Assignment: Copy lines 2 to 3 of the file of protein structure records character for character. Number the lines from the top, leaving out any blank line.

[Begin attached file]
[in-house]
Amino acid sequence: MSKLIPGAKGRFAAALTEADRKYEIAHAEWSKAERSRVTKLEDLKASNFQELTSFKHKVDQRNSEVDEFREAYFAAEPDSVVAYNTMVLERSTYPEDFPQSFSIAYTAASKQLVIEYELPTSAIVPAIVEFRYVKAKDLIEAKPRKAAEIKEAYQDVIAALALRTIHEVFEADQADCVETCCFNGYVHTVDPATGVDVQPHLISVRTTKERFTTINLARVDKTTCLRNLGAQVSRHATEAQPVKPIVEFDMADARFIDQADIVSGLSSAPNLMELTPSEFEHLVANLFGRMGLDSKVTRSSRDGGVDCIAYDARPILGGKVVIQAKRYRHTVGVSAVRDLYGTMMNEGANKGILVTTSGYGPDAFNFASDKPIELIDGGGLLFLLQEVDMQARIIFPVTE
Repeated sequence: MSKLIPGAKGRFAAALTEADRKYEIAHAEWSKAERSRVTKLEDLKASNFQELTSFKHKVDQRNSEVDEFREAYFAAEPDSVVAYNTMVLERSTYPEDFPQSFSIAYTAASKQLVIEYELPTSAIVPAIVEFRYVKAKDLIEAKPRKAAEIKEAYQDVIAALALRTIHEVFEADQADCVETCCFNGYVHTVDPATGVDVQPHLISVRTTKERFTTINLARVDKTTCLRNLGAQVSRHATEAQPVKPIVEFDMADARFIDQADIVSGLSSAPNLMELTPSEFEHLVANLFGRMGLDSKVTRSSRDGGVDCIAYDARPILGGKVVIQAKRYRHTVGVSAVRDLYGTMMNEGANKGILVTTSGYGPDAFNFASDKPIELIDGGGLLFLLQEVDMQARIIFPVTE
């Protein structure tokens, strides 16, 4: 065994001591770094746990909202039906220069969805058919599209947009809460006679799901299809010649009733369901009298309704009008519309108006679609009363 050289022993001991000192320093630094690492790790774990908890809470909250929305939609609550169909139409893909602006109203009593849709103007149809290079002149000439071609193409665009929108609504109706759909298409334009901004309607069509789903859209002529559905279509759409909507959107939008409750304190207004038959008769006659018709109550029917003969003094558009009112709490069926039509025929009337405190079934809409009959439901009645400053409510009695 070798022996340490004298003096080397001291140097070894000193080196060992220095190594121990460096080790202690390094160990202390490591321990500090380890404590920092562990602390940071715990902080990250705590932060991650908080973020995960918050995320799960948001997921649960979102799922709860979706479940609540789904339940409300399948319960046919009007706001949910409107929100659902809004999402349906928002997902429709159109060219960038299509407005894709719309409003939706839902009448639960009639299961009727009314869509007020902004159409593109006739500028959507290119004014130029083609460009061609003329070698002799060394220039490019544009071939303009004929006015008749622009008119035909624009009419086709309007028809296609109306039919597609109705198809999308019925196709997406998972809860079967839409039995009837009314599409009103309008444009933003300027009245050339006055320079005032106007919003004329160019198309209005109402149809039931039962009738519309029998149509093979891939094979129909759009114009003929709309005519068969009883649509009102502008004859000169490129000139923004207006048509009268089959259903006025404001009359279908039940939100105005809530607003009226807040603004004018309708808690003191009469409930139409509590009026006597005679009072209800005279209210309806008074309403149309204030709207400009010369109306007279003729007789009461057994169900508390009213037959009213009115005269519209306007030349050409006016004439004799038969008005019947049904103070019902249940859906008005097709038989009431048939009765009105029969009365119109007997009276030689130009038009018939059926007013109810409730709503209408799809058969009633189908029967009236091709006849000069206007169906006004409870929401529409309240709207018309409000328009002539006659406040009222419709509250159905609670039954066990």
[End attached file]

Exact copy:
Amino acid sequence: MSKLIPGAKGRFAAALTEADRKYEIAHAEWSKAERSRVTKLEDLKASNFQELTSFKHKVDQRNSEVDEFREAYFAAEPDSVVAYNTMVLERSTYPEDFPQSFSIAYTAASKQLVIEYELPTSAIVPAIVEFRYVKAKDLIEAKPRKAAEIKEAYQDVIAALALRTIHEVFEADQADCVETCCFNGYVHTVDPATGVDVQPHLISVRTTKERFTTINLARVDKTTCLRNLGAQVSRHATEAQPVKPIVEFDMADARFIDQADIVSGLSSAPNLMELTPSEFEHLVANLFGRMGLDSKVTRSSRDGGVDCIAYDARPILGGKVVIQAKRYRHTVGVSAVRDLYGTMMNEGANKGILVTTSGYGPDAFNFASDKPIELIDGGGLLFLLQEVDMQARIIFPVTE
Repeated sequence: MSKLIPGAKGRFAAALTEADRKYEIAHAEWSKAERSRVTKLEDLKASNFQELTSFKHKVDQRNSEVDEFREAYFAAEPDSVVAYNTMVLERSTYPEDFPQSFSIAYTAASKQLVIEYELPTSAIVPAIVEFRYVKAKDLIEAKPRKAAEIKEAYQDVIAALALRTIHEVFEADQADCVETCCFNGYVHTVDPATGVDVQPHLISVRTTKERFTTINLARVDKTTCLRNLGAQVSRHATEAQPVKPIVEFDMADARFIDQADIVSGLSSAPNLMELTPSEFEHLVANLFGRMGLDSKVTRSSRDGGVDCIAYDARPILGGKVVIQAKRYRHTVGVSAVRDLYGTMMNEGANKGILVTTSGYGPDAFNFASDKPIELIDGGGLLFLLQEVDMQARIIFPVTE